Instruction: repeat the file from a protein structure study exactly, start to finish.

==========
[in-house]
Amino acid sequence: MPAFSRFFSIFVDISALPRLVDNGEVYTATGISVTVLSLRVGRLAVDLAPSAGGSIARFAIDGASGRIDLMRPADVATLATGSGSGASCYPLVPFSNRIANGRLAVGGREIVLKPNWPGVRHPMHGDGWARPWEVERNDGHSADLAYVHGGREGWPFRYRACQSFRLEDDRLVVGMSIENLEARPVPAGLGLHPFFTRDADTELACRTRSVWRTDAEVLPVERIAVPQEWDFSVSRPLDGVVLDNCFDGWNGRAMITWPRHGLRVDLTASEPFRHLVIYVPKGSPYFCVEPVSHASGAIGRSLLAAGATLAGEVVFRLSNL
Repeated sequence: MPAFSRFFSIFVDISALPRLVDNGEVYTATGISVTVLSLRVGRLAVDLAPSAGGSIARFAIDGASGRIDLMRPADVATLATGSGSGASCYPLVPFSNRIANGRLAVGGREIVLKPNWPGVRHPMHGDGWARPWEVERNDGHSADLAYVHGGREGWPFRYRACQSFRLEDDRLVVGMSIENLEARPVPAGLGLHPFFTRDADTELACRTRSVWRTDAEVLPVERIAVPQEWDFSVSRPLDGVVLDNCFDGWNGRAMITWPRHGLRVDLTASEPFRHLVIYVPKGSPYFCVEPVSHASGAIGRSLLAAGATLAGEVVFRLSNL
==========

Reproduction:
[in-house]
Amino acid sequence: MPAFSRFFSIFVDISALPRLVDNGEVYTATGISVTVLSLRVGRLAVDLAPSAGGSIARFAIDGASGRIDLMRPADVATLATGSGSGASCYPLVPFSNRIANGRLAVGGREIVLKPNWPGVRHPMHGDGWARPWEVERNDGHSADLAYVHGGREGWPFRYRACQSFRLEDDRLVVGMSIENLEARPVPAGLGLHPFFTRDADTELACRTRSVWRTDAEVLPVERIAVPQEWDFSVSRPLDGVVLDNCFDGWNGRAMITWPRHGLRVDLTASEPFRHLVIYVPKGSPYFCVEPVSHASGAIGRSLLAAGATLAGEVVFRLSNL
Repeated sequence: MPAFSRFFSIFVDISALPRLVDNGEVYTATGISVTVLSLRVGRLAVDLAPSAGGSIARFAIDGASGRIDLMRPADVATLATGSGSGASCYPLVPFSNRIANGRLAVGGREIVLKPNWPGVRHPMHGDGWARPWEVERNDGHSADLAYVHGGREGWPFRYRACQSFRLEDDRLVVGMSIENLEARPVPAGLGLHPFFTRDADTELACRTRSVWRTDAEVLPVERIAVPQEWDFSVSRPLDGVVLDNCFDGWNGRAMITWPRHGLRVDLTASEPFRHLVIYVPKGSPYFCVEPVSHASGAIGRSLLAAGATLAGEVVFRLSNL